GM pulled out in 1993 and sold Lotus to Italian tycoon Romano Artioli, who had already revived Bugatti. The white-haired man did little to help Lotus. However, he did approve a new mid-engined roadster and named it after his grand daughter, Elise. Debuted in 1996, Elise came back to the lightweight philosophy of Chapman by using a glued and riveted aluminum chassis and a composite bodywork. Thanks to a kerb weight of only 723 kg, its Rover K-series 1.8-liter enigne was good enough to provide sparkling performance. It was also reasonably priced, so its sales exceeded expectation by far - some 3,000 cars were built per year at its peak. Around 12,000 Elises were made before it was updated to second generation 5 years later. Lotus continued squeenzing its potential by adding derivatives like Exige and 340R.
1996 Lotus Elise
Nevertheless, before he saw the success of Elise, Artioli himself got into financial trouble as his Bugatti bankrupted. He sold majority shares to Malaysian car maker Proton in 1996.
Proton used Lotus Engineering to help developing its own cars and engines, but it did not make big investment into Lotus Cars, just let the latter to struggle by its own. Lotus built an advanced aluminum assembly plant in Hethel, which had a capacity of 10,000 cars. As the plans for new Esprit and a mid-size car (M250) were delayed from time to time, the plant was seriously underutilized. Some excess capacity were then filled by producing Opel Speedster / Vauxhall VX220 for GM Europe and then Tesla Roadster. All were engineered based on Elise.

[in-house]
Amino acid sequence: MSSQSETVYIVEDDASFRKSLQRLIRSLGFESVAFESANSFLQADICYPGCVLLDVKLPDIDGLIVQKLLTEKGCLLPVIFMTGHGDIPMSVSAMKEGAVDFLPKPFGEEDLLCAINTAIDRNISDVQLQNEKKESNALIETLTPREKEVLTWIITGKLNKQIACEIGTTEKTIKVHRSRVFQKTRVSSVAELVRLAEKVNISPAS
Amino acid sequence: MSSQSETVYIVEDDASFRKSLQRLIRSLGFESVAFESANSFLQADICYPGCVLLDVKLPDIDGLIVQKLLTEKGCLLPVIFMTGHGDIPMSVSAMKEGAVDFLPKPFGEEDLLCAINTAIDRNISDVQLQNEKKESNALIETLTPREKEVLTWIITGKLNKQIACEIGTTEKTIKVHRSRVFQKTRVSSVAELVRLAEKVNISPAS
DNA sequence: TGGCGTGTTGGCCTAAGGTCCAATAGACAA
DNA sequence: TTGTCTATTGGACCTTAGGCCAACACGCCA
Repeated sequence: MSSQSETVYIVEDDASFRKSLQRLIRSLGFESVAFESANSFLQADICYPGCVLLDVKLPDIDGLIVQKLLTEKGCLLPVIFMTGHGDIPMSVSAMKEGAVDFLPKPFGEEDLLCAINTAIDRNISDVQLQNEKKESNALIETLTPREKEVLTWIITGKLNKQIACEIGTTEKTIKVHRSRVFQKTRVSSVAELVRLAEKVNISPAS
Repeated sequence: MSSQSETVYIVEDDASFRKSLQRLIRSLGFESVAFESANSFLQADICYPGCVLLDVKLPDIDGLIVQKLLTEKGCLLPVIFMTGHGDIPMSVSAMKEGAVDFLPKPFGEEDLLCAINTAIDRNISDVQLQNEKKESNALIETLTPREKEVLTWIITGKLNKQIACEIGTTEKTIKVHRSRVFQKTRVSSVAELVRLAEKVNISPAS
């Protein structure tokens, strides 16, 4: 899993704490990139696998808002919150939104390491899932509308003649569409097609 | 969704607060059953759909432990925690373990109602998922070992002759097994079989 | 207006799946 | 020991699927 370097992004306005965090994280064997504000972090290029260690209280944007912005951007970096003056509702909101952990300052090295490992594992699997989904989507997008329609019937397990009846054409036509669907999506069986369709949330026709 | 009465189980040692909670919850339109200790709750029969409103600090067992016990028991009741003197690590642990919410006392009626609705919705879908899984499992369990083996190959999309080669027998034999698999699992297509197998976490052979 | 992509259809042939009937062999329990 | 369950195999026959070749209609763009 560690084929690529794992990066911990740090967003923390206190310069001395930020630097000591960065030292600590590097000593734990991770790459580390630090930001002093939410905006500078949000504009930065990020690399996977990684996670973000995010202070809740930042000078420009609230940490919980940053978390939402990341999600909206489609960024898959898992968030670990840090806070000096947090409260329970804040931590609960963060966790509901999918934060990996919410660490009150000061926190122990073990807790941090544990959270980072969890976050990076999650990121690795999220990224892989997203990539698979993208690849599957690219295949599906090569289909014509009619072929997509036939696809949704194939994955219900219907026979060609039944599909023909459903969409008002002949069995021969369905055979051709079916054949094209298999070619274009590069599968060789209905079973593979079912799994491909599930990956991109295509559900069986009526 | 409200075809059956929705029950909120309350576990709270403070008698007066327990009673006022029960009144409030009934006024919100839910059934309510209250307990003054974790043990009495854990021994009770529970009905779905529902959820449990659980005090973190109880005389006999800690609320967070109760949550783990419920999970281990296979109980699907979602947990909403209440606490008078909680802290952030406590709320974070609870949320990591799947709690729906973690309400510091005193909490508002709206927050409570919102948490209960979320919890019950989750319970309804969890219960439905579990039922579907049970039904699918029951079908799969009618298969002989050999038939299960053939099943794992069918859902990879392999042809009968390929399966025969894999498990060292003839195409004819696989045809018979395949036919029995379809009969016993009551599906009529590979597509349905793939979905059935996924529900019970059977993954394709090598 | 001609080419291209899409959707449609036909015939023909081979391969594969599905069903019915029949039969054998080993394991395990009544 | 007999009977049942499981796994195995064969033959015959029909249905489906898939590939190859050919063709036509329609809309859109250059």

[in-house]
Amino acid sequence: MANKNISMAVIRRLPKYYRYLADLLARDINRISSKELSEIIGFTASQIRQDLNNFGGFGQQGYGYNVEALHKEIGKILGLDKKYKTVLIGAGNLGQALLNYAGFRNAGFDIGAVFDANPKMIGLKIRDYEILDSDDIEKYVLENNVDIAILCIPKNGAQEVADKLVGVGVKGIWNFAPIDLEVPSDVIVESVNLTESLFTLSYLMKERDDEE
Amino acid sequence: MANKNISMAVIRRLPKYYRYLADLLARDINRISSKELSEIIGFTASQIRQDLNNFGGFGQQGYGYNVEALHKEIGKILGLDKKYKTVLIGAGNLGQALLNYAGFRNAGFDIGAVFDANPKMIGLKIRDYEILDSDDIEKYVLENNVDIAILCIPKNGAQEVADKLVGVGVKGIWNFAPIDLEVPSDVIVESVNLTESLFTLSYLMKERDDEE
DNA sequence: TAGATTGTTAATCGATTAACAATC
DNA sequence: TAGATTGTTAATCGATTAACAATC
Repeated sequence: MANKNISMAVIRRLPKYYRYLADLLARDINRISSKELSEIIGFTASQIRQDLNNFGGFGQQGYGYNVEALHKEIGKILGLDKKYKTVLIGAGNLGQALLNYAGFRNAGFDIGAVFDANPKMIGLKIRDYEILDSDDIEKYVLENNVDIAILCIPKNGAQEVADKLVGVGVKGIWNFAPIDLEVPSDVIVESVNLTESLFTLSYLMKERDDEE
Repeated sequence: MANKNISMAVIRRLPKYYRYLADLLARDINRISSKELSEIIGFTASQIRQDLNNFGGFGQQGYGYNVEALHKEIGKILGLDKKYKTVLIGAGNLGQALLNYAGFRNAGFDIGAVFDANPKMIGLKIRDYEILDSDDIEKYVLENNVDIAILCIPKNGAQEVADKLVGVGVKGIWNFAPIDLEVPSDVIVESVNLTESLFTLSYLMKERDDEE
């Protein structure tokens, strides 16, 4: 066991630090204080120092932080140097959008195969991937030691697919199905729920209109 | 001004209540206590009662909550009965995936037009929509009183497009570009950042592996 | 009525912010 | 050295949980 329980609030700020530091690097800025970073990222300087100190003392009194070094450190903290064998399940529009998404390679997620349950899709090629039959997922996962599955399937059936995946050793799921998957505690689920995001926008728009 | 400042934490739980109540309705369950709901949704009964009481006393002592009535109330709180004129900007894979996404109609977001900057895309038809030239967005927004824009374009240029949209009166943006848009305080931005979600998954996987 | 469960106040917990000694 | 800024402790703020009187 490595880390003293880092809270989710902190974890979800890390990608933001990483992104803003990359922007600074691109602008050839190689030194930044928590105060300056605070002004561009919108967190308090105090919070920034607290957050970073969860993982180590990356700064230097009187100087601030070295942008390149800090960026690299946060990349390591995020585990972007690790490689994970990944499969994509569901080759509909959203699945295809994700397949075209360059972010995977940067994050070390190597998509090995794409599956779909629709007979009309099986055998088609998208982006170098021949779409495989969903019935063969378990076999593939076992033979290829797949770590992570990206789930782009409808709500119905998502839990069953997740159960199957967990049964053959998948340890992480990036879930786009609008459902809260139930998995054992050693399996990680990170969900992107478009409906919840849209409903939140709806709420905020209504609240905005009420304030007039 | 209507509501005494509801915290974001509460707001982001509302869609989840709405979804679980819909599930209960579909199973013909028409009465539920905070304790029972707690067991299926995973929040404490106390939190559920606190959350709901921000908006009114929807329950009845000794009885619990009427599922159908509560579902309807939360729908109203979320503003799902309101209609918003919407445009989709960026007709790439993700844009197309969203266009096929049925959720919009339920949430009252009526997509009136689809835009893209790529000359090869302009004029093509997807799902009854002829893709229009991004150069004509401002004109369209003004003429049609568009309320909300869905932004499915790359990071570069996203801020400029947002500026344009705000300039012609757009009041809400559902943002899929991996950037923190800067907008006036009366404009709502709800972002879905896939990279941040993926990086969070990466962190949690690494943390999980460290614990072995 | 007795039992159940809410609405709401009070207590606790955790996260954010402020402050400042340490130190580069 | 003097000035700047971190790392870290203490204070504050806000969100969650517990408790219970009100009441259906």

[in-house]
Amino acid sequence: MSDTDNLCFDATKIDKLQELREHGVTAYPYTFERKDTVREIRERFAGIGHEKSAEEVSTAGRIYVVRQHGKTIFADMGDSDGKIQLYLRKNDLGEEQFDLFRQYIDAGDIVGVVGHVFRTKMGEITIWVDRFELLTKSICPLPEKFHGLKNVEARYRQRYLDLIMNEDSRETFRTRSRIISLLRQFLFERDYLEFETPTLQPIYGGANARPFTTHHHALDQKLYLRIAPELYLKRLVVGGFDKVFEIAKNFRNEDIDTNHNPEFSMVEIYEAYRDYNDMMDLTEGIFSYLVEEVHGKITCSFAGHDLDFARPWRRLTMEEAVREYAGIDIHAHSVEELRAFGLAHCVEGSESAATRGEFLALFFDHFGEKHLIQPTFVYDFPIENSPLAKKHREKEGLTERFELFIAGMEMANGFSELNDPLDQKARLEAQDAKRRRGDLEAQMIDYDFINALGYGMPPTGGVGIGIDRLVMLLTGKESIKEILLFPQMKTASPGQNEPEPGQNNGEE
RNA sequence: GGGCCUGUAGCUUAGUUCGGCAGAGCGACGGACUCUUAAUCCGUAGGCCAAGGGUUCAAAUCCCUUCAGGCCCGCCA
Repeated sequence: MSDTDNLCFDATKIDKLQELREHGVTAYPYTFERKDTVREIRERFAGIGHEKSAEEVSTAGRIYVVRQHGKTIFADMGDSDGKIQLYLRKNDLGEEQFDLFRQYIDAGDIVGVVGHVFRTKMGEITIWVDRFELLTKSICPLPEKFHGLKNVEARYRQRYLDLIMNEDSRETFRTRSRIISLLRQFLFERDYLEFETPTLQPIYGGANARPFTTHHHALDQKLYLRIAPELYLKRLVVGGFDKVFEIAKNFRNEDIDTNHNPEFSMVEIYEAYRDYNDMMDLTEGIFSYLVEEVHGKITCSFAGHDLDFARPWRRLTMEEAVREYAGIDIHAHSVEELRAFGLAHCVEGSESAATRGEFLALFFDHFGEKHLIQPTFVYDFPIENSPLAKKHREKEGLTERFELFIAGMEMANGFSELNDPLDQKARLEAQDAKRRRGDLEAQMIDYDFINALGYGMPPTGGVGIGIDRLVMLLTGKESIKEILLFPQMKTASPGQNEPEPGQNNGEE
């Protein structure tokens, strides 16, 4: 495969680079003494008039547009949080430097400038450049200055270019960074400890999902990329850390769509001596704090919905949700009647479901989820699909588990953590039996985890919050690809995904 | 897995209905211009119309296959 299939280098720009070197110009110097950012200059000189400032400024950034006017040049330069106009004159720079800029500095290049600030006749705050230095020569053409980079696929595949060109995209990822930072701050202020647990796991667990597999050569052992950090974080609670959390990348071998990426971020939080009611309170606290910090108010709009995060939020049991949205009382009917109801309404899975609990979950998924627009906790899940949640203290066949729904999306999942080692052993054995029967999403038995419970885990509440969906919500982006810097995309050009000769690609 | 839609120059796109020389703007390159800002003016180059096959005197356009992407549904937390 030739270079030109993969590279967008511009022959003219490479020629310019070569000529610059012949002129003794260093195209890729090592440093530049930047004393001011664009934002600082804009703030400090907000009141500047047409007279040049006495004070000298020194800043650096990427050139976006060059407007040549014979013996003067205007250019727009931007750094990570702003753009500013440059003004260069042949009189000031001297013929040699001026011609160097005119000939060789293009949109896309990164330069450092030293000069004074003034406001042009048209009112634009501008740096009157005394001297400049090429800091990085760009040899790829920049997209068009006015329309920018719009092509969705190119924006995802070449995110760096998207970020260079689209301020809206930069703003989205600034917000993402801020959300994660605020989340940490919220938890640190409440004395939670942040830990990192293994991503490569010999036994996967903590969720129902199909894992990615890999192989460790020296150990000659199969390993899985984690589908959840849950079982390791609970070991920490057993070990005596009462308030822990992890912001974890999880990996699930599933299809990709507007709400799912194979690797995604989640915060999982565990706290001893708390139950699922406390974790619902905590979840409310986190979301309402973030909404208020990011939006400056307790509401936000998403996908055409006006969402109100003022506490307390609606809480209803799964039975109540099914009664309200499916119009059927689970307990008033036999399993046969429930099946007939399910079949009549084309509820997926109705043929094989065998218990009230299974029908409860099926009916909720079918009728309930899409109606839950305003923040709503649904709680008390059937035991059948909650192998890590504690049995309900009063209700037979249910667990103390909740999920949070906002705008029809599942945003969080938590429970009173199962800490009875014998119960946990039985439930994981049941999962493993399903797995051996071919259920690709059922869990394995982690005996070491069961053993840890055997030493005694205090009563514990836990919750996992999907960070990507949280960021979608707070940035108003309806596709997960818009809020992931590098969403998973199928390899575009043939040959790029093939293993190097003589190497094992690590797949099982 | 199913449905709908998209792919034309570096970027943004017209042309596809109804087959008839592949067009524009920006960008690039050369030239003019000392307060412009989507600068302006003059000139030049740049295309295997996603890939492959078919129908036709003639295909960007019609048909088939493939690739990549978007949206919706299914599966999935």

Since the mid-2000s, the car division of Lotus was hardly profitable as sales of its aging Elise family started tailing off. This was not helped by the demise of Esprit in 2004 and Opel Speedster / Vauxhall VX220 in 2005. Lotus had limited budget for new car development, therefore it could only introduce countless of derivatives and special editions from Elise. An all-new car, Evora, finally arrived in 2009, but it could not stop Lotus from making loss.
In 2010, Lotus announced a massive product offensive under the leadership of ex-Ferrari man Dany Bahar. It promised to introduce 5 all-new models and would promote Lotus to the league of Ferrari and Aston Martin. Unfortunately, just before the first of those cars materialized, parent company Proton was sold to DRB-HiCom, which sacked Bahar and scrapped the ambitious plan. Frenchman Jean-Marc Gales was brought in to cut costs and turnaround Lotus with a down-to-earh approach. Consequently, the aging models kept evolving.